A master plan can help a developer strike the right balance between long-range investment objectives and the right mix of programmatic elements.
THE MASTER PLAN is the quintessential tool to enable developers to make informed decisions about site selection, financial viability and program planning, including use, scale and timing. While master plans are essential for large-scale projects and complex mixed-use developments, they can also help developers make decisions about smaller commercial development projects.
The master plan is a valuable tool for evaluating alternative sites as well as for selecting the most appropriate use to ensure the best development potential and return on investment. Master plans can also help the development team embrace sustainable design early in the development process to increase a project’s financial viability while decreasing short- and long-term costs.
Smart Site Selection
Commercial development projects become financially viable when their site and programs are compatible. Planners must evaluate the following factors in order to determine the feasibility of a development, to maximize a site’s full development potential and/or to determine which of several potential sites is optimal for a particular project.
1) Geometry: Does the site’s shape easily accommodate a complex program or does it add to development costs?
2) Geology: How does soil quality impact the type of construction or treatment needed?
3) Zoning: How will the site’s zoning — including any stipulations, benefits and/or incentives — impact its development potential?
4) Accessibility: Can access to existing roadways and utilities reduce infrastructure development costs?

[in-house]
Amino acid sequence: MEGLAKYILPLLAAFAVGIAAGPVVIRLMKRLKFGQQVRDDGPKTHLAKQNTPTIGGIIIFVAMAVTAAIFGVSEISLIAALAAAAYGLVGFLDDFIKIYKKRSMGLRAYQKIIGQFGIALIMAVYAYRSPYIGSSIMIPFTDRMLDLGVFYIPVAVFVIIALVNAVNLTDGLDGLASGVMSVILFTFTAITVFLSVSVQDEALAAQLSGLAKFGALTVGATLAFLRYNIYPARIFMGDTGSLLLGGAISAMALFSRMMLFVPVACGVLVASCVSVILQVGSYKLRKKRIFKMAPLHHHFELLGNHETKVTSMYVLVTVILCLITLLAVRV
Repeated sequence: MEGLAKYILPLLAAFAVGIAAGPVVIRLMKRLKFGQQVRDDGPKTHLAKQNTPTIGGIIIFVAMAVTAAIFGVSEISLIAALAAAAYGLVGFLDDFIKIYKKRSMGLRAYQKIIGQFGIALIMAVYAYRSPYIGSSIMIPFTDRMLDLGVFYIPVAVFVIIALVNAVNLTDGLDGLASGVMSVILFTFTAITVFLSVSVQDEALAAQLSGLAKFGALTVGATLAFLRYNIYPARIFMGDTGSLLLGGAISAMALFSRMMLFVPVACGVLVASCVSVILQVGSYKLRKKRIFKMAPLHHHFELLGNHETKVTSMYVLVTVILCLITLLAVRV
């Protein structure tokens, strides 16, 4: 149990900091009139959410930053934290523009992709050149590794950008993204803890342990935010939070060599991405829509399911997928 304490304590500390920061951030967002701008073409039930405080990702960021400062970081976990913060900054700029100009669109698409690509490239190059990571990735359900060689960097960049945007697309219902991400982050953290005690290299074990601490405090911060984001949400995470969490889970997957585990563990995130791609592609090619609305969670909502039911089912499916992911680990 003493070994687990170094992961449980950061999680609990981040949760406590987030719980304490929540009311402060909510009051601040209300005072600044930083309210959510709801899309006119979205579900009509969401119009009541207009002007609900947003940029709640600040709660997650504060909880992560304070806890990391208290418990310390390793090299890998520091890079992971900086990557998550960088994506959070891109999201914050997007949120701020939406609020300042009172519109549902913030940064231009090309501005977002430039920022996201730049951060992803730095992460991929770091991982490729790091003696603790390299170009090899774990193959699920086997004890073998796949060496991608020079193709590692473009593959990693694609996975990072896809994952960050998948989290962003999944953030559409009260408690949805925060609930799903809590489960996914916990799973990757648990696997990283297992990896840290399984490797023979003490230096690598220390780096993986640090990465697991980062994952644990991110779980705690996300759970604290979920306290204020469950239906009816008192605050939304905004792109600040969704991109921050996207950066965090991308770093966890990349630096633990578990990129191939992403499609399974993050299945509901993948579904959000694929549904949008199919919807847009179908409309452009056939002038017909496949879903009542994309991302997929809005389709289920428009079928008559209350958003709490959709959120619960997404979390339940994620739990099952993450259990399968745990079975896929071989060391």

5) Legal Attributes: Do covenants, easements or deed restrictions limit how the site can be developed?
6) Financial Attributes: How might the cost of the land and any potential tax incentives impact commercial development?
7) Intangible Assets: Can the project leverage panoramic views or natural features to help create a unique a sense of place?
A master plan provides valuable information about a proposed development to help determine its financial viability. One particularly useful way to do this is through intelligent master plans with real-time updates. Smart 3-D building information modeling (BIM) enables designers and developers to visualize complicated or large sites with varying development programs, options or phasing in real time. These models can quickly quantify what changes to the master plan will mean in terms of the total development area, detailed program components, site density and floor-to-area ratio. When combined with construction cost and development pro forma data, the program also can quickly assess a project’s financial viability.
Sustainable Site Planning